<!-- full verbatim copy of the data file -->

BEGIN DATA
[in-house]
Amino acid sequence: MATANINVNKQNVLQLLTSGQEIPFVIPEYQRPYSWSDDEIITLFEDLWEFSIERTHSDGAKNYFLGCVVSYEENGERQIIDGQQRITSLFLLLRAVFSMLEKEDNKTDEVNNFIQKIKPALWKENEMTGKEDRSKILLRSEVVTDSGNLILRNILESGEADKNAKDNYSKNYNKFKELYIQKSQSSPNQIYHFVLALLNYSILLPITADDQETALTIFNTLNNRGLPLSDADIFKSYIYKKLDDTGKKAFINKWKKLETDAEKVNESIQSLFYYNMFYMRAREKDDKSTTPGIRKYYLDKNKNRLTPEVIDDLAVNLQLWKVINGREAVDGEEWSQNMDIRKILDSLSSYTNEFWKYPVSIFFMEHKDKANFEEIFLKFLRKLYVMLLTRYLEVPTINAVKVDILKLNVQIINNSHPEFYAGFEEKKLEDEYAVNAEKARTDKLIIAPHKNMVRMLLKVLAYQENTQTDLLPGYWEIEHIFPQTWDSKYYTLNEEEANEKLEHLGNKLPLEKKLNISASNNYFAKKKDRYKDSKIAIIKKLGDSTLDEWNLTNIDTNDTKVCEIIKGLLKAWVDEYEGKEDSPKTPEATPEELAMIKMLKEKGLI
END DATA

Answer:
[in-house]
Amino acid sequence: MATANINVNKQNVLQLLTSGQEIPFVIPEYQRPYSWSDDEIITLFEDLWEFSIERTHSDGAKNYFLGCVVSYEENGERQIIDGQQRITSLFLLLRAVFSMLEKEDNKTDEVNNFIQKIKPALWKENEMTGKEDRSKILLRSEVVTDSGNLILRNILESGEADKNAKDNYSKNYNKFKELYIQKSQSSPNQIYHFVLALLNYSILLPITADDQETALTIFNTLNNRGLPLSDADIFKSYIYKKLDDTGKKAFINKWKKLETDAEKVNESIQSLFYYNMFYMRAREKDDKSTTPGIRKYYLDKNKNRLTPEVIDDLAVNLQLWKVINGREAVDGEEWSQNMDIRKILDSLSSYTNEFWKYPVSIFFMEHKDKANFEEIFLKFLRKLYVMLLTRYLEVPTINAVKVDILKLNVQIINNSHPEFYAGFEEKKLEDEYAVNAEKARTDKLIIAPHKNMVRMLLKVLAYQENTQTDLLPGYWEIEHIFPQTWDSKYYTLNEEEANEKLEHLGNKLPLEKKLNISASNNYFAKKKDRYKDSKIAIIKKLGDSTLDEWNLTNIDTNDTKVCEIIKGLLKAWVDEYEGKEDSPKTPEATPEELAMIKMLKEKGLI